Across a variety of studies, art therapy has proven itself to be both clinically effective and cost-effective, a way for people – children in particular – to communicate and express themselves in a safe, therapeutic way. Intuitively, it just sort of makes sense: where traditional communication fails us, we turn to art to express our otherwise ineffable or painfully intricate emotions.
This has been the case for a very long time – since the early cave people scrawled imitations of the wild and bewildering world around them. We use art as a way to constrain and communicate the often overwhelming raw data the world feeds us day after day. It’s no surprise then that it is a particularly effective, humanistic and creative way to allow children the therapeutic experience.
What Is Art Therapy?
Art therapy is a way of integrating creativity and psychotherapy to create an engaging, communicative experience for the child or client. Though its roots date back to the 18th Century, art therapy came to prominence (and received its name) around the middle of the 20th Century, when, after the Second World War, it took on special significance with those unable to communicate their experiences in words.
It can be greatly beneficial to those who’ve suffered trauma, those suffering from anxiety, those diagnosed with autism, and those children who are apprehensive about talk therapy. Practiced by registered, qualified art therapists, it places emphasis on the creative process – both the creation and reflection involved – to help people practice introspection and awareness of others, as well as just have fun making art!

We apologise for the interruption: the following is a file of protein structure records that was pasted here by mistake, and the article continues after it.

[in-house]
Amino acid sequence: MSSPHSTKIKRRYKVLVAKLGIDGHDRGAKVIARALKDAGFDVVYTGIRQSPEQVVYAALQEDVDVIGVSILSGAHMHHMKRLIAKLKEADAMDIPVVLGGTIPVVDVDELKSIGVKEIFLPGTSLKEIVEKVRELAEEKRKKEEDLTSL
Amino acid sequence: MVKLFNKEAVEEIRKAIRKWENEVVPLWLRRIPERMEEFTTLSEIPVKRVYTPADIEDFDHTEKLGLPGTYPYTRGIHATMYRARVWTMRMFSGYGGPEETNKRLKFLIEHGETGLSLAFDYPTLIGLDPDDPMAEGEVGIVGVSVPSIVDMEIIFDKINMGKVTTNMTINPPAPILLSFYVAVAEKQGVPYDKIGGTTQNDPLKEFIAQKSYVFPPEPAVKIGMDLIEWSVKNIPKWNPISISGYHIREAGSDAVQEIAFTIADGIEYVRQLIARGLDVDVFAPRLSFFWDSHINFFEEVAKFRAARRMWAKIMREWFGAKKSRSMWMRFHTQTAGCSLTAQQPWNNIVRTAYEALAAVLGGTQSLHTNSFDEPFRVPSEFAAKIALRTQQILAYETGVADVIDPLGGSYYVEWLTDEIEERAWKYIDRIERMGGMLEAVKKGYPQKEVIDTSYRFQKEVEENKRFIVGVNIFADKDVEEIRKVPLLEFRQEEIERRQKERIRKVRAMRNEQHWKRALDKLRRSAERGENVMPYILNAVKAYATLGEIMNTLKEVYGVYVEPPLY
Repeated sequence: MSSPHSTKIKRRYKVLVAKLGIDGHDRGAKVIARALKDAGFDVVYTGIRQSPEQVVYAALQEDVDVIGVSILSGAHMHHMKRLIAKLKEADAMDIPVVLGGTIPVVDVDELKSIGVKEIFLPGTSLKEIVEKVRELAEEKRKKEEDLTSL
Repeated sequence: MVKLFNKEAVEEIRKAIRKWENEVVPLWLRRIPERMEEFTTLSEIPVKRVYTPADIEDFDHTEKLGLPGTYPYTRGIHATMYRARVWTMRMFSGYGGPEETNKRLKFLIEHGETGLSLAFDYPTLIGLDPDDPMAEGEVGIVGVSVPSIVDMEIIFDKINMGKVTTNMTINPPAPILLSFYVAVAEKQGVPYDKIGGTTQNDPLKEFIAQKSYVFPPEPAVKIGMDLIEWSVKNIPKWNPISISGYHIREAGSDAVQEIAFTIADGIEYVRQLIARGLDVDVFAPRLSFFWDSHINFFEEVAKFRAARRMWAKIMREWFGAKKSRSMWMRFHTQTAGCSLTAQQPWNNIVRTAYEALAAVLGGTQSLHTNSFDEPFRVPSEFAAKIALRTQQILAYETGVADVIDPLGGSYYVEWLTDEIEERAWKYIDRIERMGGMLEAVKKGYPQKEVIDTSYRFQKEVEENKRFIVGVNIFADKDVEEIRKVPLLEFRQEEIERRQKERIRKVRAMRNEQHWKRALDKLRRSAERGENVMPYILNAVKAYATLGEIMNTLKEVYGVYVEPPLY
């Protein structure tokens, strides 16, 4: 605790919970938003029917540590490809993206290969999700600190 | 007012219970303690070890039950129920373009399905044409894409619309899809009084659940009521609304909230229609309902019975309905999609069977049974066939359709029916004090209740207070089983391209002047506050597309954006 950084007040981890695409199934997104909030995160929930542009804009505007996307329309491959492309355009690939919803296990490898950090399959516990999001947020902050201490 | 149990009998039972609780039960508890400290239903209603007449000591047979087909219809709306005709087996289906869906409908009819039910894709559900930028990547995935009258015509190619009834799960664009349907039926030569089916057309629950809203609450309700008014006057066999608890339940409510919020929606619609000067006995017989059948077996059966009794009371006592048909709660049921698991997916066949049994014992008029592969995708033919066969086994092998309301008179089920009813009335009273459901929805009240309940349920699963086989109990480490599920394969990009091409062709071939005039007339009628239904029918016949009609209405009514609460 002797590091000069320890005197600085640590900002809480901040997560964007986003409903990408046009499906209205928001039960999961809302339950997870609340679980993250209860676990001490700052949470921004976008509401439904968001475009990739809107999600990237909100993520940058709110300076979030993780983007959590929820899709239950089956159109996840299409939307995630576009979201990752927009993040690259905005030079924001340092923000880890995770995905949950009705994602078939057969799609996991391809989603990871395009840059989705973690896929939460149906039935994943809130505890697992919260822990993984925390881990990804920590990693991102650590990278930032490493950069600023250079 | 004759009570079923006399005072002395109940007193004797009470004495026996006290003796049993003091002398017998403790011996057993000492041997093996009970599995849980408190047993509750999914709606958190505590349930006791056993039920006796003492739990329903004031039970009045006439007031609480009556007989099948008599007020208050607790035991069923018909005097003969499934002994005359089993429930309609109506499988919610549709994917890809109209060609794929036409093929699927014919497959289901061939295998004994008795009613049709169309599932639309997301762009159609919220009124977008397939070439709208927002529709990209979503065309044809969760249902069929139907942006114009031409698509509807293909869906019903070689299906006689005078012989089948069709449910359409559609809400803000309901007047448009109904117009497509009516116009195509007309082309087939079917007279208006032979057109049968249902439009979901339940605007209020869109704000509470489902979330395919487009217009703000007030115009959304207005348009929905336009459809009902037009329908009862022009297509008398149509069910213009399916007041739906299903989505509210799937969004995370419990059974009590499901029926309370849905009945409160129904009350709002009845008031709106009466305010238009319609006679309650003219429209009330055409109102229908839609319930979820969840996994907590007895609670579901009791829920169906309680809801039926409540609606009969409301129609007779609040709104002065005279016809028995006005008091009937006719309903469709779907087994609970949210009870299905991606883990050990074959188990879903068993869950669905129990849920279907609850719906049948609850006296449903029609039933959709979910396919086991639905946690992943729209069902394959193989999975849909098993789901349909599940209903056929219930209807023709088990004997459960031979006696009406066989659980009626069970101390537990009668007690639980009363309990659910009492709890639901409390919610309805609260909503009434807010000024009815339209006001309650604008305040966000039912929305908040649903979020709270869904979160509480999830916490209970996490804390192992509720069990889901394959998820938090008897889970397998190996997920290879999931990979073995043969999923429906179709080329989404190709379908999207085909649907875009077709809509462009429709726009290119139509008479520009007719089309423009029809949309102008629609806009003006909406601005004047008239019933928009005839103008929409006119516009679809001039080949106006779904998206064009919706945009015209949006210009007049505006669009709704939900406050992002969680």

How Does It Work?
When parents set out looking for a children’s therapist to help with their child’s disorder or behaviour, they may be advised to try art therapy. A registered art therapist will engage the client in a safe space, offering a variety of creative outlets for them to communicate themselves. This could entail working through specific problems related to issues in the child’s life, or it could entail working on an underlying disorder, like social anxiety. It’s important to note that the child doesn’t have to excel at art; they don’t have to be a natural Van Gogh, as the point is less about creating beautiful products than it is about the therapeutic process of making the art.
How Can It Help?
Art therapy is all about exploring oneself, bringing emotions and thoughts to the forefront that wouldn’t have otherwise surfaced through traditional communication. In this way, the child is able to discover, articulate and process their difficult feelings. Not only that, but they get the satisfaction of having done so by creating art. They have a lovely, tangible symbol of their emotional progress.
Using art as a means of therapy is not a new idea, but what is new is the personalized, safe, professional approach that art therapy professionals offer. If you think your child might benefit from art therapy, don’t hesitate to contact a children’s therapist in Ajax today and inquire further about the benefits.